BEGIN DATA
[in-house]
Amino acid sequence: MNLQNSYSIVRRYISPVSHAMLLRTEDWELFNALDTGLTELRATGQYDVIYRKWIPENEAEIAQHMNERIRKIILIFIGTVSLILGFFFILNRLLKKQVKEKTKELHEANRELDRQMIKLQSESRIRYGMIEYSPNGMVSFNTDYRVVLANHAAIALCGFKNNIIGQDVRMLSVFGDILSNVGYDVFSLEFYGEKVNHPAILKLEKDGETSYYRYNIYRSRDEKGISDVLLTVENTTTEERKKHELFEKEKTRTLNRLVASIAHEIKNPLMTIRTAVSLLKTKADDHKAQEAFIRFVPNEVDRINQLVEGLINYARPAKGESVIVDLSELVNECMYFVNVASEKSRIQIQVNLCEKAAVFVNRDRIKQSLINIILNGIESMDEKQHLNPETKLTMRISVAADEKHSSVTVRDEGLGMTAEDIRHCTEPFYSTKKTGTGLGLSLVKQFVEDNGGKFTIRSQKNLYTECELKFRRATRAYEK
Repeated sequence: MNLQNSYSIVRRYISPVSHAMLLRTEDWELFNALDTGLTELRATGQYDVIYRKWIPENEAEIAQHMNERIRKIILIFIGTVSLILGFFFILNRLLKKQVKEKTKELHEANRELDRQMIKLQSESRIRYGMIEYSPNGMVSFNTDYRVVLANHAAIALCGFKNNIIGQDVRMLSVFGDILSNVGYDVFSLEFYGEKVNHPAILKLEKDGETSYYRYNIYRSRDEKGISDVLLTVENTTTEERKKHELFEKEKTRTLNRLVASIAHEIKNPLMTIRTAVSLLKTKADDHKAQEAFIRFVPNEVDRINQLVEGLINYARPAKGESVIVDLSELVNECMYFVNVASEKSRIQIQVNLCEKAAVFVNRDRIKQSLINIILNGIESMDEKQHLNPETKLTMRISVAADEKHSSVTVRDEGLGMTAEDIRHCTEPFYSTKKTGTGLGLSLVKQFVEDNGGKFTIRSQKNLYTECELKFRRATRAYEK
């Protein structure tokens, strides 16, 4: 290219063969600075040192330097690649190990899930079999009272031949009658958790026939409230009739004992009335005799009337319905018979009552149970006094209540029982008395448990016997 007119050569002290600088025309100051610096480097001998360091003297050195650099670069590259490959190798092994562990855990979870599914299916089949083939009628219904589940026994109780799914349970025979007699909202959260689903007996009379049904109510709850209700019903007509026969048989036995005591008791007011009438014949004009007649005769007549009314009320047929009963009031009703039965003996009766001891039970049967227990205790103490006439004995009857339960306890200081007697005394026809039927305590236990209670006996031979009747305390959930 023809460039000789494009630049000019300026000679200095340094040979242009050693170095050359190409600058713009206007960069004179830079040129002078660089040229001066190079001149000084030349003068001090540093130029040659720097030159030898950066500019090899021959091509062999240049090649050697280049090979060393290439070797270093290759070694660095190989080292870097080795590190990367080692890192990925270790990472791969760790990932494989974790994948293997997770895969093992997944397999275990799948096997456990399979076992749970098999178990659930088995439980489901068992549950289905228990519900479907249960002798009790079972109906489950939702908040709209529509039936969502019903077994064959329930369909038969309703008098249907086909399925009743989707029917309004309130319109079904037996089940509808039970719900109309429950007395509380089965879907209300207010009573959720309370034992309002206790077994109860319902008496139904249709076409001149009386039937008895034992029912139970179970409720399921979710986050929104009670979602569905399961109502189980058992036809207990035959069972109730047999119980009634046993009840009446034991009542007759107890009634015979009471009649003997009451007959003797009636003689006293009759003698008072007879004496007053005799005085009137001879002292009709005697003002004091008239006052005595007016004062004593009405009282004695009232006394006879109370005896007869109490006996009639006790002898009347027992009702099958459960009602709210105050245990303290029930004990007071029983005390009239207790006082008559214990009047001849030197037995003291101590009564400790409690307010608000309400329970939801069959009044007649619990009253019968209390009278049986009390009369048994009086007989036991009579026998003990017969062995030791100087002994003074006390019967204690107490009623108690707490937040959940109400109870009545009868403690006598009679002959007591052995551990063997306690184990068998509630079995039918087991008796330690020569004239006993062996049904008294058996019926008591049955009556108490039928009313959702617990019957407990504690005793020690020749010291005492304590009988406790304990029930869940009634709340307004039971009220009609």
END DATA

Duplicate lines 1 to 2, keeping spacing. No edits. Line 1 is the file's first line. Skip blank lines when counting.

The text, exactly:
[in-house]
Amino acid sequence: MNLQNSYSIVRRYISPVSHAMLLRTEDWELFNALDTGLTELRATGQYDVIYRKWIPENEAEIAQHMNERIRKIILIFIGTVSLILGFFFILNRLLKKQVKEKTKELHEANRELDRQMIKLQSESRIRYGMIEYSPNGMVSFNTDYRVVLANHAAIALCGFKNNIIGQDVRMLSVFGDILSNVGYDVFSLEFYGEKVNHPAILKLEKDGETSYYRYNIYRSRDEKGISDVLLTVENTTTEERKKHELFEKEKTRTLNRLVASIAHEIKNPLMTIRTAVSLLKTKADDHKAQEAFIRFVPNEVDRINQLVEGLINYARPAKGESVIVDLSELVNECMYFVNVASEKSRIQIQVNLCEKAAVFVNRDRIKQSLINIILNGIESMDEKQHLNPETKLTMRISVAADEKHSSVTVRDEGLGMTAEDIRHCTEPFYSTKKTGTGLGLSLVKQFVEDNGGKFTIRSQKNLYTECELKFRRATRAYEK